The leap second does not have the upper case status of a proper noun, but nevertheless I enjoy the many references online to the leap second as a noun that needs to be dealt with. I have decided to picture it as Coordinated Universal Time’s equivalent of a little green frog. (which would make the Leap Year a large, ugly, overgrown toad.)

It seems the humble little leap second manages to generate controversy. The Wikipedia entry on the leap second (linked above) has a section devoted to the  Proposal to Abolish Leap Seconds. What – no! Yes, Reader, I’m afraid so. It also has a section entitled Examples of problems associated with the leap second. (I note the careful wording, whereby Wikipedia avoids saying that the problems are “caused by” the leap second, in order to avoid being sued by the leap second. It’s not so cute when it’s mad.) There is also a section on Workaround for leap second issues, which may be useful if your mobile device is telling you that it’s still June 30. (or perhaps you’re just in L.A. and it IS still June 30.)

The poor old leap second. Soon we’ll be reading articles about how it’s been misunderstood and neglected, and then soon after that, articles on its impending extinction.

So there was an extra second today, and that extra second has led to this post. To wrap up, I thought it might be nice to pretend that this was always the plan: here is a list of things that happened in that extra second today*:

– a snail moved approximately 0.1 mm

– a bee beat its wings 270 times

-light travelled all the way from the moon into our range of vision here on earth

– 4 babies were born

-2 people died

-neurons in my brain transmitted a response after I read an article about leap seconds; that led to this post.

 

*

 

 

*references for the list of things that happened within that second:

Top Ten Incredible Things

Ecology Global Network

Space.com

 

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9 Comments

  1. weebluebirdie

     /  July 2, 2015

    So glad it’s not just me who has that wilting day off thing! It always feels the right thing to do to have a relaxing morning. Maybe that’s a better idea if you can get up at your usual work day time. Hmm, that’s why getting up at 10 doesn’t help 😦 Would be tremendous if we could get bonus packs of those extra seconds 😉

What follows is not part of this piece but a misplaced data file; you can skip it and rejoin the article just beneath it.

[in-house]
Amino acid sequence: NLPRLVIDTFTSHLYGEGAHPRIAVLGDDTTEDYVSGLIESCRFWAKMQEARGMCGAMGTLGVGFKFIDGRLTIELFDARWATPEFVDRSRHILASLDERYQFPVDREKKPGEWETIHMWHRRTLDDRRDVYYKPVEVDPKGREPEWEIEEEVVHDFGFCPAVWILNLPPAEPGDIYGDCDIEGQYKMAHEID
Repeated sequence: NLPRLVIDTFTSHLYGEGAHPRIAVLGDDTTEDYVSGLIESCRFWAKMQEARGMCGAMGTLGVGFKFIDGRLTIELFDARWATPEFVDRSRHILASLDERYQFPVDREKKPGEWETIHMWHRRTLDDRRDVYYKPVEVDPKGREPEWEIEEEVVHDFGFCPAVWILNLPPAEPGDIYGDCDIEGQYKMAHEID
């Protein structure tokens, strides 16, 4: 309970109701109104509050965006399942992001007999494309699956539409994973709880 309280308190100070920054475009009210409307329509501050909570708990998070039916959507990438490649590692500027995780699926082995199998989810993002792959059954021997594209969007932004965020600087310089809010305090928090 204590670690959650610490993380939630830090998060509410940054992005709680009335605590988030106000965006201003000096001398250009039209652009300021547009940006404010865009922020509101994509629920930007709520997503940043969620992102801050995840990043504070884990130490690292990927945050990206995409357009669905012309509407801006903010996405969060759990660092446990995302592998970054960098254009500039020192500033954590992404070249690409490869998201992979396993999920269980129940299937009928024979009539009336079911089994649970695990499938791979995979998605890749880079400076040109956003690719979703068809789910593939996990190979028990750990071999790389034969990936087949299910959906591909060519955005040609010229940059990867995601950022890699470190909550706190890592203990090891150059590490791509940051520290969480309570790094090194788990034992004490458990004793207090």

Liked by 1 person

    Reply
    • I agree – I’m terrible at voluntarily getting up early, & I like to indulge in reading while I drink a cup of tea – but I’d achieve a lot more in a day if I was willing to leap out of bed at 7am & start my tasks. My mind boggles to think how much more, over my life so far, I could have done, if I was that person!

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  2. The addition of a leap second is a timely (!) reminder that what we commonly consider time – what clocks show – is really only tenuously connected to time in any real sense, i.e. that measured by the universe as a whole. Even time in that sense, though, is a variable feast, as Einstein showed. It runs at different speeds in different places and according to where you are going and how fast you are going there relative to other people. All in all, popping in the odd second here and there on the clock hardly seems significant.

    Clock time is in any case something of a paradox. It was invented as a mechanical model of the rotation of the earth (so you could know how far the earth had rotated even when the sky was cloudy). As long as we measured it with graduated candles and water clocks, everything was fine, but then we got too clever and made clocks too accurate, so that what was supposed merely to reflect the rotation of the planet was used to show that the planet was rotating irregularly. We now reluctantly alter our clocks to stay in sync with the planet but how long will it be before some mad scientist proposes that we should regulate the rotation of the planet to stay in sync with the clock?

    Liked by 1 person

    Reply
    • I have not read up on time, I only knew that there are theories that our way of measuring time is just one way and that out in deep space, our concept of time does not apply. It’s a fascinating idea, especially to try and contemplate the notion of different time, existing at the same time, so to speak. So you’re correct, adding a second here or there is insignificant. I really hope we don’t reach the point where we try to make the earth synch with our clocks!

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  3. We need to start a campaign. “Save Our Leap Second!”
    I have the same time issue on my days off. Nice long mornings and an evening that hardly seems to exist at all.

    Liked by 1 person

    Reply
    • I am with you on that campaign. In fact, let’s campaign to save all our Leap Seconds up and then use them, like TIL (Time In Lieu) on our days off, so that we end up with like, a whole extra 3 minutes to stretch the evening out. We could make another cup of tea, or something.

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      Reply
  4. This was a very inspiring post for me because I can relate to wanting to write something when I have time off, and hoping it will be the best piece of writing, ever. Sometimes I get so stuck on that (it being good) that I forget to appreciate the satisfaction of just writing something for the sake of writing something! THAT was the inspiring part for me. You reminded me to do that 🙂 That, and the fact that leap-second exists. That may be the best thing I’ve learned all year 😀

    Liked by 1 person

    Reply
    • I know it’s tempting to hold off publishing until it feels perfect, but if it’s stopping you from writing anything at all, maybe it’s worthwhile deciding to try publishing something – rather than end up writing nothing! Then again, if it makes you feel bad to publish writing you’re not happy with, maybe it’s not a solution! Maybe I’m just pushing that idea that so that mine won’t be the only posts that are written and published in a rush. 🙂

      Liked by 1 person

      Reply